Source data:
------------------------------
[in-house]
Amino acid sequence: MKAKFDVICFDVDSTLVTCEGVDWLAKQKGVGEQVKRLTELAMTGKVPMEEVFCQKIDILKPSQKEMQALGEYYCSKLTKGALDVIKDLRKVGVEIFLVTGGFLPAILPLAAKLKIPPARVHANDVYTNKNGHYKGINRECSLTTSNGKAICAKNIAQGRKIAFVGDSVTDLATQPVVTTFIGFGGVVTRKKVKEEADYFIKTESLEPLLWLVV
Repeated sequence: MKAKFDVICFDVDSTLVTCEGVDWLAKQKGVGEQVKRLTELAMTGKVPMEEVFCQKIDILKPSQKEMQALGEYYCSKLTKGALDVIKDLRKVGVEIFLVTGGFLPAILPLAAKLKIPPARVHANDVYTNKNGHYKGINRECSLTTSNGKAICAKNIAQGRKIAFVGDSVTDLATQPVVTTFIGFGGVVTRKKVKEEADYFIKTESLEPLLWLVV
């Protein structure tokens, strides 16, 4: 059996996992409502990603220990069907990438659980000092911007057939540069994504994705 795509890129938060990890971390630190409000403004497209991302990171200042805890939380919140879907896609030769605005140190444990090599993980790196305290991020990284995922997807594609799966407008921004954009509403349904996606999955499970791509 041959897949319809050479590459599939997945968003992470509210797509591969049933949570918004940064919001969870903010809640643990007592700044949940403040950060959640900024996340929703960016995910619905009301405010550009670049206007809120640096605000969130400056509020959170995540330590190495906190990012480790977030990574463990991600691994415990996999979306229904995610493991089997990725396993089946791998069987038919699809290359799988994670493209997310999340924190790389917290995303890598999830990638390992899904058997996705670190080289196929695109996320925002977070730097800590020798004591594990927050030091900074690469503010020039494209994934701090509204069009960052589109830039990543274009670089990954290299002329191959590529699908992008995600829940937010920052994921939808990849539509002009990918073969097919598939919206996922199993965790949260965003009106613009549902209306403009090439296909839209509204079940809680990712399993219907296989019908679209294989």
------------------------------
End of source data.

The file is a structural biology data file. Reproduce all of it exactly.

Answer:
[in-house]
Amino acid sequence: MKAKFDVICFDVDSTLVTCEGVDWLAKQKGVGEQVKRLTELAMTGKVPMEEVFCQKIDILKPSQKEMQALGEYYCSKLTKGALDVIKDLRKVGVEIFLVTGGFLPAILPLAAKLKIPPARVHANDVYTNKNGHYKGINRECSLTTSNGKAICAKNIAQGRKIAFVGDSVTDLATQPVVTTFIGFGGVVTRKKVKEEADYFIKTESLEPLLWLVV
Repeated sequence: MKAKFDVICFDVDSTLVTCEGVDWLAKQKGVGEQVKRLTELAMTGKVPMEEVFCQKIDILKPSQKEMQALGEYYCSKLTKGALDVIKDLRKVGVEIFLVTGGFLPAILPLAAKLKIPPARVHANDVYTNKNGHYKGINRECSLTTSNGKAICAKNIAQGRKIAFVGDSVTDLATQPVVTTFIGFGGVVTRKKVKEEADYFIKTESLEPLLWLVV
């Protein structure tokens, strides 16, 4: 059996996992409502990603220990069907990438659980000092911007057939540069994504994705 795509890129938060990890971390630190409000403004497209991302990171200042805890939380919140879907896609030769605005140190444990090599993980790196305290991020990284995922997807594609799966407008921004954009509403349904996606999955499970791509 041959897949319809050479590459599939997945968003992470509210797509591969049933949570918004940064919001969870903010809640643990007592700044949940403040950060959640900024996340929703960016995910619905009301405010550009670049206007809120640096605000969130400056509020959170995540330590190495906190990012480790977030990574463990991600691994415990996999979306229904995610493991089997990725396993089946791998069987038919699809290359799988994670493209997310999340924190790389917290995303890598999830990638390992899904058997996705670190080289196929695109996320925002977070730097800590020798004591594990927050030091900074690469503010020039494209994934701090509204069009960052589109830039990543274009670089990954290299002329191959590529699908992008995600829940937010920052994921939808990849539509002009990918073969097919598939919206996922199993965790949260965003009106613009549902209306403009090439296909839209509204079940809680990712399993219907296989019908679209294989």